Some notes from a tech talk.
There are four kinds of barrier instructions — ld/st, ld/ld, st/ld, st/st. An ld/st, for example, ensures that all reads before the barrier instruction complete before any of the stores after the barrier. This is tricky to get right. A full barrier, which does all four of the above, is the safest kind of barrier and you should use it by default. In fact, some ISAs support only some types of barriers.
In the absence of barriers, the processor is free to re-order as it wants. Some architectures (x86) offer stronger guarantees, and uni-processors generally offer stronger guarantees than multi-processors, but don’t make assumptions.
Barrier instructions are no good if the compiler reorders code. So we need a way to tell the compiler not to do this. This is done by an intrinsic function barrier() that both issues a hardware barrier and prevents the compiler from re-ordering code. Actually, that’s too restrictive, because it’s safe for the compiler to move code in one direction, so there are separate acquire_barrier() and release_barrier() intrinsics, one for each direction.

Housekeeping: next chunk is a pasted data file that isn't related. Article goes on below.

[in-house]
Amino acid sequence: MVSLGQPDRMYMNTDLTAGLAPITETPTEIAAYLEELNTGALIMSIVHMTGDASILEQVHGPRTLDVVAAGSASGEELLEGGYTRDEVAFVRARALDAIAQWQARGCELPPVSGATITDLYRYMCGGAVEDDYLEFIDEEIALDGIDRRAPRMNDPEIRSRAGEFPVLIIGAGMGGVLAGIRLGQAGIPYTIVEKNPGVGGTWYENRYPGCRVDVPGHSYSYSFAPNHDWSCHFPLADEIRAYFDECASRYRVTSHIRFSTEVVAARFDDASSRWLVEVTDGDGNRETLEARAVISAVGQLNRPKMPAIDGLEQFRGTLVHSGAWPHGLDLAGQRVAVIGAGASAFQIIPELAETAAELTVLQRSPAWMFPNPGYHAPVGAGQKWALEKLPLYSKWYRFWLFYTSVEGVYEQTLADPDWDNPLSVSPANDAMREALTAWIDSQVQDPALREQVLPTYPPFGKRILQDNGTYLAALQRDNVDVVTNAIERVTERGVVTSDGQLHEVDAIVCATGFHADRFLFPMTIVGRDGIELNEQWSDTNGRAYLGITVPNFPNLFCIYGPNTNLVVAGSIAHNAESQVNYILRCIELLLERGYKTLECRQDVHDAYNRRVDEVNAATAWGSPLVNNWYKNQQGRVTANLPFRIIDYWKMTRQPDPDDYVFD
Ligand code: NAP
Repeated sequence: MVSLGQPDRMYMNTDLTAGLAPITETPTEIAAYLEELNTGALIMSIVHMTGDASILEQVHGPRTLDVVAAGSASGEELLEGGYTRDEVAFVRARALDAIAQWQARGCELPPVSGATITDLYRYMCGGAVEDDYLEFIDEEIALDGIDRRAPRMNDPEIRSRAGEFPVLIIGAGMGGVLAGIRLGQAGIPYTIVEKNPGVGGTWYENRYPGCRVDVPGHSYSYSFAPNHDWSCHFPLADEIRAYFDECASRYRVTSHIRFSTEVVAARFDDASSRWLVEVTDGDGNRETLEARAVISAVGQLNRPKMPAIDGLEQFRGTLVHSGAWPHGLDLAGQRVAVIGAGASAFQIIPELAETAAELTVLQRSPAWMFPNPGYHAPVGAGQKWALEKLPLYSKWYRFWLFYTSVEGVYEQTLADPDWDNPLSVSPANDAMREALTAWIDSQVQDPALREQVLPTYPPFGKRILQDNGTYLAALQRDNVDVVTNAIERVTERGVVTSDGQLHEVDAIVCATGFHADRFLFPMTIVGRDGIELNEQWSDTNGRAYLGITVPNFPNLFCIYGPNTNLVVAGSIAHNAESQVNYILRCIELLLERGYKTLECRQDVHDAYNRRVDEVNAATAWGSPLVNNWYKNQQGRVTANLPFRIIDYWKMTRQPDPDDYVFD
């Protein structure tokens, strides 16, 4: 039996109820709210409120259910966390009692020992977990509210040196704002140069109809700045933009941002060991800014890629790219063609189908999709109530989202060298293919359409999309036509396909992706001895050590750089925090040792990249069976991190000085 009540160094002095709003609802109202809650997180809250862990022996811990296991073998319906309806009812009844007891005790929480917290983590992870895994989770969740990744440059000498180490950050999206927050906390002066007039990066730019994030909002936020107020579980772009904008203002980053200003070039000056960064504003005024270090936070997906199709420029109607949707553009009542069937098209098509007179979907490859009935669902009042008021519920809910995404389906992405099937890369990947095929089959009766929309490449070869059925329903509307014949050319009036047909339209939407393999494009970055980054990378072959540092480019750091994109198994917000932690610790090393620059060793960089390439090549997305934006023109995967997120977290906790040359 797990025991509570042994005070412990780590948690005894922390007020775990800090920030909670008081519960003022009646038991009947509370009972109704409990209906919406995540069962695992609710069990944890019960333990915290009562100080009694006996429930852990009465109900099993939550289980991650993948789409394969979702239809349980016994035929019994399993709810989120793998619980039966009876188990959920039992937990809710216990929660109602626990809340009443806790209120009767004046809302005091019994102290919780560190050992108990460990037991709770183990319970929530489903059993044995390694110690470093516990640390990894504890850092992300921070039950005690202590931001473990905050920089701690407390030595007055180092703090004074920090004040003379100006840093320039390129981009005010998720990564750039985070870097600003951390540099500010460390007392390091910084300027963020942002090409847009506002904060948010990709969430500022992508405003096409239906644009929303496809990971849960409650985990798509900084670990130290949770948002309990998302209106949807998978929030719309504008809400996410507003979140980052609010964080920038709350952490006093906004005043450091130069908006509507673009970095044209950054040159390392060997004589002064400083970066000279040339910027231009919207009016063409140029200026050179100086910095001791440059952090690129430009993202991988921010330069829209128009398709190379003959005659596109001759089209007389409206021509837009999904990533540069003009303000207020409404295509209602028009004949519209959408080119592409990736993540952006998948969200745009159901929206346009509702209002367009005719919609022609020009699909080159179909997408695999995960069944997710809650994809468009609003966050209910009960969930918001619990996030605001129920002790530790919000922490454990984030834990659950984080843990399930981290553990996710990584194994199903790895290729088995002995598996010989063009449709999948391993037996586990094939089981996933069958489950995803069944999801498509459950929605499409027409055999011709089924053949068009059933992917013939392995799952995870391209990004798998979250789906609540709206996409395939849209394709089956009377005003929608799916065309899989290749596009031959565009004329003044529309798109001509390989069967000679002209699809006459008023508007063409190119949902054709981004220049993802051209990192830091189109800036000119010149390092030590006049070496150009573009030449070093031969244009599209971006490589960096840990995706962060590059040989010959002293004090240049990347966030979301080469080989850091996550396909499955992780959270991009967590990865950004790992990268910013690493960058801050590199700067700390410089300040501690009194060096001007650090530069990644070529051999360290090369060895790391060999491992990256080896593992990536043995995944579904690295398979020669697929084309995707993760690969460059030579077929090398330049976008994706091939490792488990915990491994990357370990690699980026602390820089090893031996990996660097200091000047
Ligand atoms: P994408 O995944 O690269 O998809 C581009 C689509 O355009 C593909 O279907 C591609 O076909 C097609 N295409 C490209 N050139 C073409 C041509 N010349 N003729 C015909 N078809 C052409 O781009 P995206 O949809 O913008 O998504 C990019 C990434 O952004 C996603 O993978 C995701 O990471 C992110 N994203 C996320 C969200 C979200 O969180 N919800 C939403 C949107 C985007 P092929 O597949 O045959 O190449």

CPU architectures also provide atomic operations, like compare-and-swap and load-linked/store-conditional. Note that atomic operations don’t necessarily implicitly involve a barrier. Again, some architectures like x86 may implicitly do a barrier on some atomic operations, but it may not be a full barrier.
Any of these atomic ops, along with barriers, can be used to implement spinlocks, which can further be used to implement normal kinds of locks.